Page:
There are many things I do not enjoy: pretzels, awkward small talk, hugging strangers (I don’t know you), hugging people I love (unnecessary–a firm handshake should suffice), and desserts most of the time.
If you’re thinking to yourself, “this person is a garbage monster,” yes, I know. I’m working on it! Thus, my new year’s resolution to be less of a hater this year, starting now. One of my favorite food writers, the notorious curmudgeon Jeffrey Steingarten, has written at length about being a hater—and the subsequent conquering of his various food prejudices, from Indian sweets to kimchi and Greek food. So that is my goal for the upcoming year, to try to embrace things that previously I’d loathed. Perhaps all I need is a change in perspective, the perfect pretzel or fascinating conversation with a stranger to change my position on such things.
With my quite vocal dislike of sweets, the last thing I thought I’d be doing this holiday season was making cookies. Quite paradoxically, I love baking. The Great British Bake Off is my jam (who could forget the notorious #bingate?). There’s nothing I like better on a Sunday than spending hours in the kitchen crafting a beautiful dessert…taking a bite, and then giving it all away to the neighbors. I often get bored halfway through eating a slice of pie or cake, no matter how good it may be. A basket of french fries or a dozen dumplings is much more my speed.
But I had a cookie exchange to
win attend. What would I, noted cookie hater, bring? There were a few promising options on our blog: Lucy’s chocolate chip ginger cookies, the super decadent No-Snow Day sweets, and her killer Christmas offering from two years ago, all of which come highly recommended. In my research, I also stumbled upon Yotam Ottolenghi’s Spice Cookie recipe on Luisa Weiss’s site. It sounded just a little crazy and not too difficult to pull off, so I decided to give these cookies a try. I whipped up a couple dozen and the process went pretty smoothly, despite a minor issue with getting the candied orange peel to stick. I abandoned the garnish and the cookies didn’t seem to suffer too much without.
At the holiday party, I delivered my baked goods to my charming hosts. Instead of parking myself in front of the snack table as I usually do at social gatherings, I chatted with strangers. At one point, I found myself stuck in an excruciating conversation with a guy whom I shall call Hansel. Another guest asked Hansel if he made that fancy looking chocolate covered marshmallow thing that he’d arrived with. To his credit, Hansel admitted that they were store bought. And then he said they were called, mohrenkopf, which translates to “Moor’s Heads.” When I started laughing in surprise, he sputtered some excuse, that “they’re called a lot worse things in Europe!” Dude, not only did you bring store bought cookies to the cookie exchange, you brought racist store-bought cookies. I gracefully bowed out of the conversation by saying, “Excuse me, I have to…” pointing at the pimento cheese and then spending the rest of night with my back to him, shoving spicy cheese dip in my mouth.
My attempt at small talk was a bit of a failure, but I’ve still got a few weeks until January 1st. The cookies were a big hit at the party at least. There are a lot of ingredients in the Ottolenghi recipe, but as far as I know, racism is not one of them. There is the comforting warmth of cinnamon, nutmeg, and all-spice, dark chocolate and cocoa, a bit of kick from the ginger, and citrus to lift and contrast with all those flavors. It’s a really great cookie, and I should know, I hate cookies.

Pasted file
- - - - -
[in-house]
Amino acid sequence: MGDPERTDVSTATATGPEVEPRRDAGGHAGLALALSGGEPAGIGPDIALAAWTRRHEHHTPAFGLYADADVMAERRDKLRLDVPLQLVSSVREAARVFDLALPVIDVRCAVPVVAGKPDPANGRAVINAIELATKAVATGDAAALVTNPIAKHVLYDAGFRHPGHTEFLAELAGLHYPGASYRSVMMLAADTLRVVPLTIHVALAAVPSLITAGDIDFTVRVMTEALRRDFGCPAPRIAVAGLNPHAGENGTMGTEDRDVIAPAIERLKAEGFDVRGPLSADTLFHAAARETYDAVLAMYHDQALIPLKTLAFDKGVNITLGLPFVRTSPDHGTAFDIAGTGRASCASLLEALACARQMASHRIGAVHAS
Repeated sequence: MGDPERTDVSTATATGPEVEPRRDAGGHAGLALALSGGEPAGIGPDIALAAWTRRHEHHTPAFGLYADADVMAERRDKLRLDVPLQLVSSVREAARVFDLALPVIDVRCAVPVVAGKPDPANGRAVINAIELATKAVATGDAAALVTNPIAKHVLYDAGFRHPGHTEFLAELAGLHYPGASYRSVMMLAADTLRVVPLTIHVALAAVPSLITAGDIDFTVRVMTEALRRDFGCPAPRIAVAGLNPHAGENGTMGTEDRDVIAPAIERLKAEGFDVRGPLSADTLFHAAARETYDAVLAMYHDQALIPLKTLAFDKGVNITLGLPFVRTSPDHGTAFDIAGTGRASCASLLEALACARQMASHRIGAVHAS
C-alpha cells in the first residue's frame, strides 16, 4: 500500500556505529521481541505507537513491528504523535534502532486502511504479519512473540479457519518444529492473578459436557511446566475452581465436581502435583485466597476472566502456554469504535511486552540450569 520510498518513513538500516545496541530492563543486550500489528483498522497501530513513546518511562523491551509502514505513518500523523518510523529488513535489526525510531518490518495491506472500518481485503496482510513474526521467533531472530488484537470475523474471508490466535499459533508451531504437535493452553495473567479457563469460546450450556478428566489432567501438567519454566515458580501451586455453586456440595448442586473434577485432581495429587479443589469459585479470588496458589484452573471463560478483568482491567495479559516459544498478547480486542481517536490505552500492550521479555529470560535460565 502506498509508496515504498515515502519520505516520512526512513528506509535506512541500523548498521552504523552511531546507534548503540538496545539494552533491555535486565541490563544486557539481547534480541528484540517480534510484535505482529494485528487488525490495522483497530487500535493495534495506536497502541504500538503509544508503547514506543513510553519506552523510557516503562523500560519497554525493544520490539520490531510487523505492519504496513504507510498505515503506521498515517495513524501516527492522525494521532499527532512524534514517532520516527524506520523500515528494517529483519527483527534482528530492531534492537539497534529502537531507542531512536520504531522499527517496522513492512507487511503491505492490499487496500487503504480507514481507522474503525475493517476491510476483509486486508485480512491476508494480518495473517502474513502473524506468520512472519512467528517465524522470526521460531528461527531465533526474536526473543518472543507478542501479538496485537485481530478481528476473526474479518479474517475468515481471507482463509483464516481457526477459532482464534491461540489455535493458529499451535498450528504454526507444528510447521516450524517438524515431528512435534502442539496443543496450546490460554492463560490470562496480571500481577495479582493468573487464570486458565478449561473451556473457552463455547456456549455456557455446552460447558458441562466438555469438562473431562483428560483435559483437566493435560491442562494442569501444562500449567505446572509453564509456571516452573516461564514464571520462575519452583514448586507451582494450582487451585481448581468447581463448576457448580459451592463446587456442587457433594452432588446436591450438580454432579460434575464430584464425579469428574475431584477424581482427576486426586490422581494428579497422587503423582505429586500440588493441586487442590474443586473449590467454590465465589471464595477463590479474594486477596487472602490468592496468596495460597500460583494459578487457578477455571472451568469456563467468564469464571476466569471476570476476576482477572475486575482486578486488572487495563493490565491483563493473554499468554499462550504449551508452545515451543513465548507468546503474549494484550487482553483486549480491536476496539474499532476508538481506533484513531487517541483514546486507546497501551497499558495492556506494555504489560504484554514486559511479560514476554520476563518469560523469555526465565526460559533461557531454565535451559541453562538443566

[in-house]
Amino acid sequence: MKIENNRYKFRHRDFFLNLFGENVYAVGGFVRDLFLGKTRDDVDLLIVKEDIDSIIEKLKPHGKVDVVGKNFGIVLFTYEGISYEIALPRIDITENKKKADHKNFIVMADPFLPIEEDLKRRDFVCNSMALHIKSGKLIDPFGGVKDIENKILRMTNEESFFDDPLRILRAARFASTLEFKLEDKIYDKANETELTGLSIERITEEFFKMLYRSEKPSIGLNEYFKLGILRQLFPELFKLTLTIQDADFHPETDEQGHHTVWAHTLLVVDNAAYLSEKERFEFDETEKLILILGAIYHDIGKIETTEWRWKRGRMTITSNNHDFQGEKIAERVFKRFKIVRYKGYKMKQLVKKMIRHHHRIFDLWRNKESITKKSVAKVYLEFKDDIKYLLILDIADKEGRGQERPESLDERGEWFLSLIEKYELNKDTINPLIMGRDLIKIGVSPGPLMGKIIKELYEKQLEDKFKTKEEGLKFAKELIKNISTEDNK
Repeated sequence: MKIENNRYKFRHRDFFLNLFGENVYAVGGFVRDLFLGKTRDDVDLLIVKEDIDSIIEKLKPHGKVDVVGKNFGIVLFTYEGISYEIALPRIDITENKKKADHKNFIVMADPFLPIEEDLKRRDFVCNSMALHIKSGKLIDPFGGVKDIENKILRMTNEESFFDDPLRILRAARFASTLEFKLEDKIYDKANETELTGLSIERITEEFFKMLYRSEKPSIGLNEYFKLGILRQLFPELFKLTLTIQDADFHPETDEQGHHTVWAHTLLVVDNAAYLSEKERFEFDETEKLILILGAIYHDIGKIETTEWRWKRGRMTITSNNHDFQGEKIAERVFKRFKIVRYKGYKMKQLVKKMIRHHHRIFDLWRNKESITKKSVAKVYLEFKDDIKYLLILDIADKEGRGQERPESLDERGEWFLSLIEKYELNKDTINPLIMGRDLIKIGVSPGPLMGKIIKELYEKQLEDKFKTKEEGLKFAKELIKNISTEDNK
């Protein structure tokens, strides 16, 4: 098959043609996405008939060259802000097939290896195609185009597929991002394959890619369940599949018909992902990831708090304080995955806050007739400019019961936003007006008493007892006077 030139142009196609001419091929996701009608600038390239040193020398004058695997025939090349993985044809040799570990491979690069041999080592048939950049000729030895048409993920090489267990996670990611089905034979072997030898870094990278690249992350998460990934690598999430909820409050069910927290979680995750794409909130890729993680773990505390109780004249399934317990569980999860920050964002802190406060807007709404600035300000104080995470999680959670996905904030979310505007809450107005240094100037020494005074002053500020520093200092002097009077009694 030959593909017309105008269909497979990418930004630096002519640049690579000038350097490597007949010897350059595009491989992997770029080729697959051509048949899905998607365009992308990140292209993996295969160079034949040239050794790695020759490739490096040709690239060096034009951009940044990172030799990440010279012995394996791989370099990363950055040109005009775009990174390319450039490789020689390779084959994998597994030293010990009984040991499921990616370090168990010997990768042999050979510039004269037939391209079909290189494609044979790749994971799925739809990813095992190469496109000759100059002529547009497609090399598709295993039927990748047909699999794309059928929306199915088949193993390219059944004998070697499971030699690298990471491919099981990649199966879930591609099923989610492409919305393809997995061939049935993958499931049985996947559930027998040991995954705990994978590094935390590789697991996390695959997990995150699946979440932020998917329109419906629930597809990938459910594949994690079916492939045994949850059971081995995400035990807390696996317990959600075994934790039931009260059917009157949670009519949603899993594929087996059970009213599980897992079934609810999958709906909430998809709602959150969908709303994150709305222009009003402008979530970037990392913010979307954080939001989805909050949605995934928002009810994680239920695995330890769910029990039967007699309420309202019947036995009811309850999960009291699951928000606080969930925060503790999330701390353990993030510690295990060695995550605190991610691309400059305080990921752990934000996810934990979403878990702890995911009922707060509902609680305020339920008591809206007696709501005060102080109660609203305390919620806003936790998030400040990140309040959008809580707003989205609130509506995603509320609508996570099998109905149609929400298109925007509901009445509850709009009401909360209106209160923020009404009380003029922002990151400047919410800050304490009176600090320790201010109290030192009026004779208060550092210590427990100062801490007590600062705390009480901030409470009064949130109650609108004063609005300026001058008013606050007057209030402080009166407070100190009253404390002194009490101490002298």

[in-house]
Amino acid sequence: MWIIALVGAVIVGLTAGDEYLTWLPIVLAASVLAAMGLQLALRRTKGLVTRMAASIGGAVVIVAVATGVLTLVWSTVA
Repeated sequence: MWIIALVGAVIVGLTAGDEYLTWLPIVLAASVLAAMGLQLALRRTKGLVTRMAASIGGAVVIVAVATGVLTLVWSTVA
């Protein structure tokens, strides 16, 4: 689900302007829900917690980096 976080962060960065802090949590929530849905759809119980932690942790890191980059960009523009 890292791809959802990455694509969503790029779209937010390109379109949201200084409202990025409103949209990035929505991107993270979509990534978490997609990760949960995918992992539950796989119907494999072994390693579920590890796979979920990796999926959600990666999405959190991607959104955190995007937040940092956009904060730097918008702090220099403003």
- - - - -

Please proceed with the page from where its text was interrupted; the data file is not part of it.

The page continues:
OTTOLENGHI SPICE COOKIES
Makes about 16 cookies
3/4 cup plus 2 Tbsp (125 g) currants*
2 Tbsp brandy
Scant 2 cups (240 g) all-purpose flour
1 1/2 tsp best-quality cocoa powder
1/2 tsp baking powder
1/4 tsp baking soda
1/2 tsp each ground cinnamon, allspice, ginger, and nutmeg
1/4 tsp salt
5 oz (150 g) good-quality dark chocolate, coarsely grated
1/2 cup (125 g) unsalted butter, at room temperature
2/3 cup (125 g) superfine sugar
1 tsp vanilla extract
1/2 tsp grated lemon zest
1/2 tsp grated orange zest
1/2 large free-range egg
1 Tbsp diced candied citrus peel
3 Tbsp freshly squeezed lemon juice
1 1/3 cups (160 g) confectioners’ sugar
*I omitted the currants because I’m not a fan of most dried fruit. Feel free to include these if you prefer.
Put the butter, sugar, vanilla, and lemon and orange zest in a stand mixer fitted with the beater attachment and beat to combine but not aerate much, about 1 minute. With the mixer running, slowly add the egg and mix for about 1 minute. Add the dry ingredients, followed by the currants and brandy. Mix until everything comes together.
Gently knead the dough in the bowl with your hands until it comes together and is uniform. Divide the dough into 1 3/4-oz / 50g chunks and shape each chunk into a perfectly round ball.
Place the balls on 1 or 2 baking sheets lined with parchment paper, spacing them about 3/4 inch / 2 cm apart, and let rest in the fridge for at least 1 hour.
Preheat the oven to 375°F / 190°C. Bake the cookies for 15 to 20 minutes, until the top firms up but the center is still slightly soft. Remove from the oven. Once the cookies are out of the oven, allow to cool for only 5 minutes, and then transfer to a wire rack. While the cookies are still warm, whisk together the glaze ingredients until a thin and smooth icing forms. Pour 1 tablespoon of the glaze over each biscuit, leaving it to drip and coat the biscuit with a very thin, almost transparent film. Finish each with 3 pieces of candied peel placed at the center. Leave to set and serve, or store in an airtight container for a day or two.